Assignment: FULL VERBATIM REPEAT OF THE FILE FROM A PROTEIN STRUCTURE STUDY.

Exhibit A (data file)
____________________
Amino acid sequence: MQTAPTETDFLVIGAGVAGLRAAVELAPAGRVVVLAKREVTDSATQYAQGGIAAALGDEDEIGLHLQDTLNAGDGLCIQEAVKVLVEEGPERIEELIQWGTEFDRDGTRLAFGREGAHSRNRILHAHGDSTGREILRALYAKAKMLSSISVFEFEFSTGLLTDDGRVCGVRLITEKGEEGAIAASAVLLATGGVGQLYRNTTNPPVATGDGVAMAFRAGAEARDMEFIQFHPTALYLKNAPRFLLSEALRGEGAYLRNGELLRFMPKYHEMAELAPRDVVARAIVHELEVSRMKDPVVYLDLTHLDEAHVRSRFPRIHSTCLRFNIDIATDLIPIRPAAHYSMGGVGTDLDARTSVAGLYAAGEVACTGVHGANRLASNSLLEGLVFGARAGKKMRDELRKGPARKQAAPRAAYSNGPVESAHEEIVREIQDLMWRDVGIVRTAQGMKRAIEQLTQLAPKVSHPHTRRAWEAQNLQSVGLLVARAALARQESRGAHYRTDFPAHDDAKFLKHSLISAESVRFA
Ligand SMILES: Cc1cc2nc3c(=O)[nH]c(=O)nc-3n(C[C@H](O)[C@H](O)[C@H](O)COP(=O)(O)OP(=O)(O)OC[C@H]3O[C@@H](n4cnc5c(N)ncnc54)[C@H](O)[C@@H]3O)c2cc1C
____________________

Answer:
Amino acid sequence: MQTAPTETDFLVIGAGVAGLRAAVELAPAGRVVVLAKREVTDSATQYAQGGIAAALGDEDEIGLHLQDTLNAGDGLCIQEAVKVLVEEGPERIEELIQWGTEFDRDGTRLAFGREGAHSRNRILHAHGDSTGREILRALYAKAKMLSSISVFEFEFSTGLLTDDGRVCGVRLITEKGEEGAIAASAVLLATGGVGQLYRNTTNPPVATGDGVAMAFRAGAEARDMEFIQFHPTALYLKNAPRFLLSEALRGEGAYLRNGELLRFMPKYHEMAELAPRDVVARAIVHELEVSRMKDPVVYLDLTHLDEAHVRSRFPRIHSTCLRFNIDIATDLIPIRPAAHYSMGGVGTDLDARTSVAGLYAAGEVACTGVHGANRLASNSLLEGLVFGARAGKKMRDELRKGPARKQAAPRAAYSNGPVESAHEEIVREIQDLMWRDVGIVRTAQGMKRAIEQLTQLAPKVSHPHTRRAWEAQNLQSVGLLVARAALARQESRGAHYRTDFPAHDDAKFLKHSLISAESVRFA
Ligand SMILES: Cc1cc2nc3c(=O)[nH]c(=O)nc-3n(C[C@H](O)[C@H](O)[C@H](O)COP(=O)(O)OP(=O)(O)OC[C@H]3O[C@@H](n4cnc5c(N)ncnc54)[C@H](O)[C@@H]3O)c2cc1C